• Company import specialists
  • Reworking of products out of specification
advanced production techniques
Advanced Production Techniques
  • Systems to improve competitiveness
    • Just-in-time supply chains (JIT)
    • Highly synchronized manufacturing systems
    • Mass customization
    • Six Sigma
japan s use of jit
Japan’s Use of JIT
  • Requirements to operate without inventory
    • Components defect-free
    • Components delivered to each point at specified time
    • Sellers maintain inventory of finished products
    • Process time reduced
    • Manufacturers simplified product lines
    • Suppliers cooperate
    • Designers, managers, purchasing people and marketers work as a team
total quality management
Total Quality Management
  • System in which organization is managed so that it excels on all dimensions of product and service that are important to the customer
  • TQM uses Quality Circles
    • Small work groups meet to discuss ways to improve functional areas and product quality
problems with jit in u s canada
Failure to realize JIT is a total system, includes TQM

Cultural differences in U.S./Canada workers

Highly specialized work

No company loyalty

Failure to train and integrate suppliers

JIT restricted to operations that produce same parts repeatedly

If one operation stops, entire production line stops

Achieving a balanced system difficult: production capacities differ among machines

No allowances for contingencies

Much trial and error are required to put system into effect

Problems with JIT in U.S./Canada
advanced production techniques1
Advanced Production Techniques
  • Synchronous Manufacturing
    • Manufacturing system with unbalanced operations that emphasizes total system performance
  • Mass Customization
    • Flexible manufacturing system to produce customized products and services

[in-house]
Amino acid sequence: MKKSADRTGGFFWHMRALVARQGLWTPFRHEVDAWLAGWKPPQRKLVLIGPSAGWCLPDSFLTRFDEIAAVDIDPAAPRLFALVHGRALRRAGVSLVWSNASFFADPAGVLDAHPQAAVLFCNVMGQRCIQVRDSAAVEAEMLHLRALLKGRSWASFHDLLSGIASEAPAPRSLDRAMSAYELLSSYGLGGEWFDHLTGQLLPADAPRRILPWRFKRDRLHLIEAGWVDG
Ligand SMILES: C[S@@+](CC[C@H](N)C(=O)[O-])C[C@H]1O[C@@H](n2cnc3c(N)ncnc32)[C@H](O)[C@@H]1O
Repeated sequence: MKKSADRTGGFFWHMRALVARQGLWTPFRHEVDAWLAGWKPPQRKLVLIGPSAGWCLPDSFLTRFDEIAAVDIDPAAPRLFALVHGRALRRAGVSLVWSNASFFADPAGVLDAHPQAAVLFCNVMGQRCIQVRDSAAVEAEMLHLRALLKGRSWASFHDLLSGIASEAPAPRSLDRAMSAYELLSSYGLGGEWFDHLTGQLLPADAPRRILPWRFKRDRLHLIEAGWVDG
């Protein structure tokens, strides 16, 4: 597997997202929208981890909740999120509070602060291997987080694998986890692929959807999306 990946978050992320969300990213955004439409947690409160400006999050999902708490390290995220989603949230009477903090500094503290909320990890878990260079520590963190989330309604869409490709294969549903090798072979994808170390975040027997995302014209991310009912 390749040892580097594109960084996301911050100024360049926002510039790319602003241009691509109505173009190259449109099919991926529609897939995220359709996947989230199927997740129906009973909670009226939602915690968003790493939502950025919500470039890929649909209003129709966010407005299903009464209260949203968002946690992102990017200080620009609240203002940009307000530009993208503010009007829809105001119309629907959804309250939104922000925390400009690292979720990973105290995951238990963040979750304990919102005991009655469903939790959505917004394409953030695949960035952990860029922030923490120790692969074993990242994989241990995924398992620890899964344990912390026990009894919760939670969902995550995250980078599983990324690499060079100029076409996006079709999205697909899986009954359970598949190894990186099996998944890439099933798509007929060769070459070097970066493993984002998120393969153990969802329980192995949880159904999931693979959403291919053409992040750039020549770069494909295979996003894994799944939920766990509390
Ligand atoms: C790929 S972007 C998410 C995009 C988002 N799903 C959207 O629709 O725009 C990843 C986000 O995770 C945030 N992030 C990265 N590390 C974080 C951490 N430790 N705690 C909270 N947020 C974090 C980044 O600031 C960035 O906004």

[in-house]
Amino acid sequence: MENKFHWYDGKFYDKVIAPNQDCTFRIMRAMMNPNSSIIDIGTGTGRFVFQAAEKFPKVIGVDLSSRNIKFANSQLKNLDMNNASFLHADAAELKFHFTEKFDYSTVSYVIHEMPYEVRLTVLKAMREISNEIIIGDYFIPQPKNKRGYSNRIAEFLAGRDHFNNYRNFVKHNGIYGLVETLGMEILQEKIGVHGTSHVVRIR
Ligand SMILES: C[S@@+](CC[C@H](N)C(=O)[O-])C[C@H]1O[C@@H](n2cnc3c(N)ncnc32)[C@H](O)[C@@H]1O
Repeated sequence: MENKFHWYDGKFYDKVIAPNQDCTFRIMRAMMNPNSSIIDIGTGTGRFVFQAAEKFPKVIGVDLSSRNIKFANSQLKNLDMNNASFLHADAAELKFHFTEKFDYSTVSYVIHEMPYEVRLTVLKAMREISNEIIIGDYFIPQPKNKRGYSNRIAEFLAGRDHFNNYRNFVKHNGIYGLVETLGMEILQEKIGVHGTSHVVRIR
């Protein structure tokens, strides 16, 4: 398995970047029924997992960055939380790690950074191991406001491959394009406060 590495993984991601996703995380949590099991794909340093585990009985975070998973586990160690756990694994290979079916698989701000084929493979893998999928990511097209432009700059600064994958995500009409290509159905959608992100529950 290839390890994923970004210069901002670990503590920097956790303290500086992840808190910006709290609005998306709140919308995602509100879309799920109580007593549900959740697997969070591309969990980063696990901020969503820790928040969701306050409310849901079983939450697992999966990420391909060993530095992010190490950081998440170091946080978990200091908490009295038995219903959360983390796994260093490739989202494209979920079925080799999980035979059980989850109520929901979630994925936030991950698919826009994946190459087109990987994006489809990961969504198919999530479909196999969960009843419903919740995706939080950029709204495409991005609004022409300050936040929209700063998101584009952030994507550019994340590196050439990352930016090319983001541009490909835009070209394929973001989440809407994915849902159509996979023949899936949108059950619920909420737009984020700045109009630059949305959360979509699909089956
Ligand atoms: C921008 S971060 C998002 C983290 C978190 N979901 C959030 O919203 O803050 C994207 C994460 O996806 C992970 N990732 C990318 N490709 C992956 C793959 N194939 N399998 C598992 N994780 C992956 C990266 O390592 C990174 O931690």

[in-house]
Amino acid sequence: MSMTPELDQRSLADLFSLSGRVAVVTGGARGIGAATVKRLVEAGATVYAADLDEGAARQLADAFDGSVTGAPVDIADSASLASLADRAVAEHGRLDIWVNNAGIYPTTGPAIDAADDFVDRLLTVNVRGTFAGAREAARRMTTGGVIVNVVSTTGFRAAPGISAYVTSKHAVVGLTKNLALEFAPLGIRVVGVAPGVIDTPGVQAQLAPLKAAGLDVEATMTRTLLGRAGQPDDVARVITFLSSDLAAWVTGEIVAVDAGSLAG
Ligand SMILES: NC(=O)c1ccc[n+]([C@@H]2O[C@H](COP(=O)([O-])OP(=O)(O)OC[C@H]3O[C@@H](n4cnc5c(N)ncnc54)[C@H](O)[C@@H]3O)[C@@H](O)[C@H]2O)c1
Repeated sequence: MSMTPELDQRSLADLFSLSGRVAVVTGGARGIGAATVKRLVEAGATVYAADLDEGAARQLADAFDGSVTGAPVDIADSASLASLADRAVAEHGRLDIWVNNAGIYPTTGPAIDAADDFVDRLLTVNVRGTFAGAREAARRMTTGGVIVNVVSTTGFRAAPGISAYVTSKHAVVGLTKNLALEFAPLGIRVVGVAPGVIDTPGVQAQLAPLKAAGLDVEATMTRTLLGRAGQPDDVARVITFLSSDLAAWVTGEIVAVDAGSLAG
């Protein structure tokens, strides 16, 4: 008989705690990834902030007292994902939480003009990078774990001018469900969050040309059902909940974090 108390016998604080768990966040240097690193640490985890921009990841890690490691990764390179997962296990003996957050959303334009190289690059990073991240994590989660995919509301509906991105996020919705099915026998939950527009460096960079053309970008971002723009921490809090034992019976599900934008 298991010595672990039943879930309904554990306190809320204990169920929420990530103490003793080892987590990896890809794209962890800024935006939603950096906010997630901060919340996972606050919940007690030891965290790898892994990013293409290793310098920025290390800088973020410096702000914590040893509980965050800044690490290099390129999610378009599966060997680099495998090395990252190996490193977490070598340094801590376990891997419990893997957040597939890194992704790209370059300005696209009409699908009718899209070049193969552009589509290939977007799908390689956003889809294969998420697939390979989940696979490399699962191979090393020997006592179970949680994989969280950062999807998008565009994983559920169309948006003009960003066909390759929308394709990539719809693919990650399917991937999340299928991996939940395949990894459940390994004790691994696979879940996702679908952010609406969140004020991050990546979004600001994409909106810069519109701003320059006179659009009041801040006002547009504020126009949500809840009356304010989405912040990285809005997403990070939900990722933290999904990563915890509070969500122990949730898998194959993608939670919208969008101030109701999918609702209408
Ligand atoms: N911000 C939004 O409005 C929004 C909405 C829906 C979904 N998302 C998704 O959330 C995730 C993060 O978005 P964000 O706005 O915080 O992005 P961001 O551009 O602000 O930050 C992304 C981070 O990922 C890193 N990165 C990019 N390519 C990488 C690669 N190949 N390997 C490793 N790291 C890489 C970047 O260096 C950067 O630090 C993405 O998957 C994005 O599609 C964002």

• Six Sigma
    • Business management process for reducing defects and eliminating variation
logistics
Logistics
  • Movement of materials
    • Must interface with sourcing , manufacturing, design, engineering and marketing
    • Packaging and transportation requirements can greatly increase logistics costs
    • Many companies outsource logistics
standards for global operations
Standards for Global Operations
  • Standards
    • Documented agreements on technical specifications or other precise criteria used consistently as guidelines, rules, or definitions of the characteristics of a product, process, or service
  • ISO 9000 (International Organization for Standards) most used in Europe, for quality
  • ISO 9001most comprehensive standard
impediments to standardization
Impediments to Standardization
  • Economic Forces
    • Wide range of market sizes
    • Cost of production
    • Backward vertical Integration
      • Arrangement in which facilities are established to manufacture inputs used in the production of firm’s final products
impediments to standardization1
Cultural Forces

Developing countries may lack skilled workers

Resources directed to professional vs. technical education